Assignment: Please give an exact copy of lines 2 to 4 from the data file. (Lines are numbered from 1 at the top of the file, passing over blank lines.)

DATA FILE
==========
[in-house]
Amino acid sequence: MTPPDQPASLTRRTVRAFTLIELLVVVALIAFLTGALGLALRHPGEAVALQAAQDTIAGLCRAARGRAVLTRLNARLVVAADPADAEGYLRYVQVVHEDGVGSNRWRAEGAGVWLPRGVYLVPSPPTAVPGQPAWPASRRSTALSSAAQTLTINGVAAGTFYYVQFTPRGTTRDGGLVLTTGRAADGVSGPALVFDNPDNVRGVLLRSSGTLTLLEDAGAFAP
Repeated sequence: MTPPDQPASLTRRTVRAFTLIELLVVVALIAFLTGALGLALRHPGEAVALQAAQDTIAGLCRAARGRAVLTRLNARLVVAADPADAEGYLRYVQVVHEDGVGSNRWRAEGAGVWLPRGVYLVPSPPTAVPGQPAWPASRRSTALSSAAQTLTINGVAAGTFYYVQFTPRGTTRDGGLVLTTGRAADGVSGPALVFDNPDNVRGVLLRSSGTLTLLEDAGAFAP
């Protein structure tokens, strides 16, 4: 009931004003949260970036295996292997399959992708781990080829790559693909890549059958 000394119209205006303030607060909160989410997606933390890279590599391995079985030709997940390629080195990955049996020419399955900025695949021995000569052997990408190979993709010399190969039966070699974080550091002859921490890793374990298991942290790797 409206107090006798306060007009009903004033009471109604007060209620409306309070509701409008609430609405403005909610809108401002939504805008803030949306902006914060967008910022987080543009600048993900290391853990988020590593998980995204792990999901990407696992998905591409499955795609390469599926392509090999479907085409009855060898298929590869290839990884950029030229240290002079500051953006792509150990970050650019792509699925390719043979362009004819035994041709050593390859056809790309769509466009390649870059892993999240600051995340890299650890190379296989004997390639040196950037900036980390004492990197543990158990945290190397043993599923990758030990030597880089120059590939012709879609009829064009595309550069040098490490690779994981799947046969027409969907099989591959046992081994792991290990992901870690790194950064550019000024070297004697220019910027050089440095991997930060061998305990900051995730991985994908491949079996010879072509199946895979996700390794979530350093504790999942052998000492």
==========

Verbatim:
Amino acid sequence: MTPPDQPASLTRRTVRAFTLIELLVVVALIAFLTGALGLALRHPGEAVALQAAQDTIAGLCRAARGRAVLTRLNARLVVAADPADAEGYLRYVQVVHEDGVGSNRWRAEGAGVWLPRGVYLVPSPPTAVPGQPAWPASRRSTALSSAAQTLTINGVAAGTFYYVQFTPRGTTRDGGLVLTTGRAADGVSGPALVFDNPDNVRGVLLRSSGTLTLLEDAGAFAP
Repeated sequence: MTPPDQPASLTRRTVRAFTLIELLVVVALIAFLTGALGLALRHPGEAVALQAAQDTIAGLCRAARGRAVLTRLNARLVVAADPADAEGYLRYVQVVHEDGVGSNRWRAEGAGVWLPRGVYLVPSPPTAVPGQPAWPASRRSTALSSAAQTLTINGVAAGTFYYVQFTPRGTTRDGGLVLTTGRAADGVSGPALVFDNPDNVRGVLLRSSGTLTLLEDAGAFAP
């Protein structure tokens, strides 16, 4: 009931004003949260970036295996292997399959992708781990080829790559693909890549059958 000394119209205006303030607060909160989410997606933390890279590599391995079985030709997940390629080195990955049996020419399955900025695949021995000569052997990408190979993709010399190969039966070699974080550091002859921490890793374990298991942290790797 409206107090006798306060007009009903004033009471109604007060209620409306309070509701409008609430609405403005909610809108401002939504805008803030949306902006914060967008910022987080543009600048993900290391853990988020590593998980995204792990999901990407696992998905591409499955795609390469599926392509090999479907085409009855060898298929590869290839990884950029030229240290002079500051953006792509150990970050650019792509699925390719043979362009004819035994041709050593390859056809790309769509466009390649870059892993999240600051995340890299650890190379296989004997390639040196950037900036980390004492990197543990158990945290190397043993599923990758030990030597880089120059590939012709879609009829064009595309550069040098490490690779994981799947046969027409969907099989591959046992081994792991290990992901870690790194950064550019000024070297004697220019910027050089440095991997930060061998305990900051995730991985994908491949079996010879072509199946895979996700390794979530350093504790999942052998000492």